Indira wants multi-racial bench to rule on kids’ conversion


PETALING JAYA: M Indira Gandhi, who is challenging the unilateral conversion of her three children by her Muslim convert ex-husband, has applied to the chief justice for an enlarged multi-racial and mixed-gender bench to hear her case scheduled next month.

Her lawyer M Kulasegaran told FMT the request was made to the nation’s top judge Arifin Zakaria in view of the legal issues of far-reaching implications to Malaysians.

“We have requested for a larger coram of the Federal Court that will reflect a multi-racial Malaysia and gender composition,” Kula said, adding that a letter was sent to Arifin three weeks ago.

In March 2014, Arifin led a seven-man bench to hear a leave application by the Roman Catholic Church to challenge the Home Ministry over the ban on the use of the word “Allah”.

The bench constituted a woman and two non-Muslim judges although the court finally refused the church leave to hear the merits of the case.

Kula, who is also the Ipoh Barat MP, said the court had notified him that the case would be only heard for a day, on Nov 14, instead of two days.

On May 19, the court gave leave as Putrajaya did not object to three legal questions posed by Indira.

The questions are: “whether the civil High Court has exclusive jurisdiction to review the actions of the Registrar of Muallafs (converts) or his delegates as public authorities exercising statutory powers vested by the Administration of the Religion of Islam (Perak) Enactment 2004;

“whether a child of a civil marriage that has yet to turn 18 must comply with both Sections 96(1) and 106(b) of the Perak Enactment or similar provisions under other state laws before the Registrar of Muallafs may register the child’s conversion to Islam; and

“whether the mother and the father (if both are still surviving) of a child of a civil marriage must consent before a certificate of conversion to Islam can be issued in respect of that child.”

In December, the majority Court of Appeal ruling held that the validity of conversion of the children by Indira’s former husband Muhammad Riduan Abdullah could only be determined by the Shariah Court.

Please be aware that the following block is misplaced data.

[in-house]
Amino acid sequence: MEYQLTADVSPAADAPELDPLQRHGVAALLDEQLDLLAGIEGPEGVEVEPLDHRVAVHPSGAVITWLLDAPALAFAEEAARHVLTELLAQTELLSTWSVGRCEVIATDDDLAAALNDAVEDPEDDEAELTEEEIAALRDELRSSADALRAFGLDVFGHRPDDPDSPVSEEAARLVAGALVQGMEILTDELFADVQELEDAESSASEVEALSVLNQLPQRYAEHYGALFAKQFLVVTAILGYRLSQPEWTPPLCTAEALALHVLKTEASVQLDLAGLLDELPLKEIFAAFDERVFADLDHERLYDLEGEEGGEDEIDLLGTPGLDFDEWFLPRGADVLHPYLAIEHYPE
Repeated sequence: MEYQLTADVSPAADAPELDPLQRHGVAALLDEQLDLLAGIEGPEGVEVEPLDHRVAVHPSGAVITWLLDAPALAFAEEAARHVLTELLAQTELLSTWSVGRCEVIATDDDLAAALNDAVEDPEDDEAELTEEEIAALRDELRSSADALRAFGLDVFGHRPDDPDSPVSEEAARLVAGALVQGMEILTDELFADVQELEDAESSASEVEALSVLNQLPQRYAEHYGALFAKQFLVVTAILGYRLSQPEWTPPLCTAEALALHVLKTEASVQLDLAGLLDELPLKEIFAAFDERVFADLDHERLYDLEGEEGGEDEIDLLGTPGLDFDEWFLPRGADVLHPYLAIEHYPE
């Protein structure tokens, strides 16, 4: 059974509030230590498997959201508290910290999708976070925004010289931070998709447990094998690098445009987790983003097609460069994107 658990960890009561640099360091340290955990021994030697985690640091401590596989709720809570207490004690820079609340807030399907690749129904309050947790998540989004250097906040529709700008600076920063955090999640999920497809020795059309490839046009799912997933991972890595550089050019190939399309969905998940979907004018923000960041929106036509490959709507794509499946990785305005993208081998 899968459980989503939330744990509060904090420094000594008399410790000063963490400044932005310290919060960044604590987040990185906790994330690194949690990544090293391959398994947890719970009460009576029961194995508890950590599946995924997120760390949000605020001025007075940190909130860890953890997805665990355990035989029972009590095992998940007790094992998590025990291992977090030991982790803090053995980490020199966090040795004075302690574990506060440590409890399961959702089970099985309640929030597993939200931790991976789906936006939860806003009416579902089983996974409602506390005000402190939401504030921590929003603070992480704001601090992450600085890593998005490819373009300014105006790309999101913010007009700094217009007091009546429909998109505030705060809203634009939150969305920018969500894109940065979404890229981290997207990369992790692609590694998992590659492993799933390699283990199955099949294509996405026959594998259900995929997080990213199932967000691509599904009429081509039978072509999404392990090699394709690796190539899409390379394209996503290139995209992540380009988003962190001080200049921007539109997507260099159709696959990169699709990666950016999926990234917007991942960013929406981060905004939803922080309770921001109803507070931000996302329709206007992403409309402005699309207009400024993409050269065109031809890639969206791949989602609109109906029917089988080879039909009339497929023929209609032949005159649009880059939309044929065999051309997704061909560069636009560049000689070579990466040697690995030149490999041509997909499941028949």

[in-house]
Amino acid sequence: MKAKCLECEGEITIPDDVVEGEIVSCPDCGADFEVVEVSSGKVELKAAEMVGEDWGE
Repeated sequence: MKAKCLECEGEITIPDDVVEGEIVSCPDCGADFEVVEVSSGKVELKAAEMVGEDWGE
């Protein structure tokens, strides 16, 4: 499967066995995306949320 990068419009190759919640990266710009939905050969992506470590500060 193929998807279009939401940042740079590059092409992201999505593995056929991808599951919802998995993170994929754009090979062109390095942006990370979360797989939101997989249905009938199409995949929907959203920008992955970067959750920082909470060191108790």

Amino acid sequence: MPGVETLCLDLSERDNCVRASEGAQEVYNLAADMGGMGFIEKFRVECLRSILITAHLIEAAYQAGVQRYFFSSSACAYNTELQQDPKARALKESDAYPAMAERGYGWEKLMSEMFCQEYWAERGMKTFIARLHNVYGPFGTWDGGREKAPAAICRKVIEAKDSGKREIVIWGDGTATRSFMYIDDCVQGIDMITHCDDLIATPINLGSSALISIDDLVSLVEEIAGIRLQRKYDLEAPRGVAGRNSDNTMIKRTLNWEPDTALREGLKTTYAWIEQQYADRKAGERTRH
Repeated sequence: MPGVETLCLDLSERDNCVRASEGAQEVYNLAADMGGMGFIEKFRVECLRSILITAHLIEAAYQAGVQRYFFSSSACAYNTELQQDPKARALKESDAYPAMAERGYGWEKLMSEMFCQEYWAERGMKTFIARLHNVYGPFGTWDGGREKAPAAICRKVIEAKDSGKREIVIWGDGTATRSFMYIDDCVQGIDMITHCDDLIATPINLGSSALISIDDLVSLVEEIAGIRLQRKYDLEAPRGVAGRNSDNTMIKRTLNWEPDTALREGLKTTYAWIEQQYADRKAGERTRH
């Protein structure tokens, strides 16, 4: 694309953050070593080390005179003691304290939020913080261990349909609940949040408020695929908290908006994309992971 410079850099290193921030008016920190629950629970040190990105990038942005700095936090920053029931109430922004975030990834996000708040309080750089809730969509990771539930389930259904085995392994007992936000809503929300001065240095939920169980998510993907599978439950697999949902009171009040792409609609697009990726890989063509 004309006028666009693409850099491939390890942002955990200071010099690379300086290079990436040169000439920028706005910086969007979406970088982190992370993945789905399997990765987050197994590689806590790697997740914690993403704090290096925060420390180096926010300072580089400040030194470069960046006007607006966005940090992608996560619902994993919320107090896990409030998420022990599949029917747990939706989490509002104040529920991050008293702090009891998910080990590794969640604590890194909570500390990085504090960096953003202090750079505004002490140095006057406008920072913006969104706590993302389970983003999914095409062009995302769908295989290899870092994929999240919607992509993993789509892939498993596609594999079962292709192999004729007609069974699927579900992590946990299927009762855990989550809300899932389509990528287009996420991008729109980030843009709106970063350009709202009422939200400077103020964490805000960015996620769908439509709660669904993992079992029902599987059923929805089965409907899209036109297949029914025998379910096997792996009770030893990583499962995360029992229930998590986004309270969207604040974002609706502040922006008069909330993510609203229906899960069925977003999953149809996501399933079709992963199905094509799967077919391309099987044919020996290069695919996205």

Setting aside the 2013 Ipoh High Court ruling, justices Balia Yusof Wahi and Badariah Sahamid said the civil court did not have the jurisdiction to hear the conversion.

However, judge Hamid Sultan Abu Backer, who dissented, said the conversion was purely an administrative matter and the civil court could inquire into the matter.

Ipoh High Court judge Lee Swee Seng had held the conversion certificates of the children – Tevi Darsiny, Karan Dinish and Prasana Diksa – were null and void.

Tevi Darsiny and Karan Dinish are in Indira’s care while Prasana Diksa is with Riduan, whose original named was K Pathmanathan.

In 2009, Riduan snatched their youngest daughter Prasana, then aged 11 months, before unilaterally converting the three children in their absence.

Just six days after converting them, he obtained a temporary custody order in the Shariah court on April 8, 2009, and subsequently obtained a permanent custody order in the Islamic court on September 29, 2009.

In the long drawn-out child custody battle, Indira subsequently won full custody of her three children in the Ipoh High Court on March 11, 2010, with the same civil court issuing a recovery order in her favour.

Riduan has failed to challenge the custody order at the Federal Court, but has yet to return Prasana despite being found in contempt of court for failing to comply with the Ipoh court ruling. Eight-year-old Prasana’s location remains unknown.

In her legal challenge against the children’s unilateral conversion, Indira had named the Perak Islamic Religious Department (Jaip) director, the Registrar of Muallaf, the Perak state government, the Education Ministry, the government of Malaysia and Riduan as respondents.

Indira’s eldest daughter Tevi Darsiny is now an adult at 19 while her brother Karan Dinish turned 18 last month and both will be old enough to decide their own faiths.